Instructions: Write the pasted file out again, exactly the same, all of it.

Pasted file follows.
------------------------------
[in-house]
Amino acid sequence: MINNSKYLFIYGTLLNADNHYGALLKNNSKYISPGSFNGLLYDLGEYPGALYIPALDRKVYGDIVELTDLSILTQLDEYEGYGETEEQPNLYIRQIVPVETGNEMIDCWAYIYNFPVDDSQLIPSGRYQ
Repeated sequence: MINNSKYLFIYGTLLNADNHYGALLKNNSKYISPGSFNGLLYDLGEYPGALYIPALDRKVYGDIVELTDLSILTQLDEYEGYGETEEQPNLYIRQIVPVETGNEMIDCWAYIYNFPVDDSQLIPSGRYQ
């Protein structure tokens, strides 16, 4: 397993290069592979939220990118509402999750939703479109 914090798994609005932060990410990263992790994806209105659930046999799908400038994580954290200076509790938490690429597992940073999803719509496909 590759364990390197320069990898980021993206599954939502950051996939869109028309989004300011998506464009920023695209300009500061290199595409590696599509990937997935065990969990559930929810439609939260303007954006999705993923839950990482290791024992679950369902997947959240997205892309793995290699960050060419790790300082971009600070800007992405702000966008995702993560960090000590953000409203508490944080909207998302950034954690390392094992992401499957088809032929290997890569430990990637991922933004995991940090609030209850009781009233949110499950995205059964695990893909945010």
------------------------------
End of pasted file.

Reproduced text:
[in-house]
Amino acid sequence: MINNSKYLFIYGTLLNADNHYGALLKNNSKYISPGSFNGLLYDLGEYPGALYIPALDRKVYGDIVELTDLSILTQLDEYEGYGETEEQPNLYIRQIVPVETGNEMIDCWAYIYNFPVDDSQLIPSGRYQ
Repeated sequence: MINNSKYLFIYGTLLNADNHYGALLKNNSKYISPGSFNGLLYDLGEYPGALYIPALDRKVYGDIVELTDLSILTQLDEYEGYGETEEQPNLYIRQIVPVETGNEMIDCWAYIYNFPVDDSQLIPSGRYQ
């Protein structure tokens, strides 16, 4: 397993290069592979939220990118509402999750939703479109 914090798994609005932060990410990263992790994806209105659930046999799908400038994580954290200076509790938490690429597992940073999803719509496909 590759364990390197320069990898980021993206599954939502950051996939869109028309989004300011998506464009920023695209300009500061290199595409590696599509990937997935065990969990559930929810439609939260303007954006999705993923839950990482290791024992679950369902997947959240997205892309793995290699960050060419790790300082971009600070800007992405702000966008995702993560960090000590953000409203508490944080909207998302950034954690390392094992992401499957088809032929290997890569430990990637991922933004995991940090609030209850009781009233949110499950995205059964695990893909945010």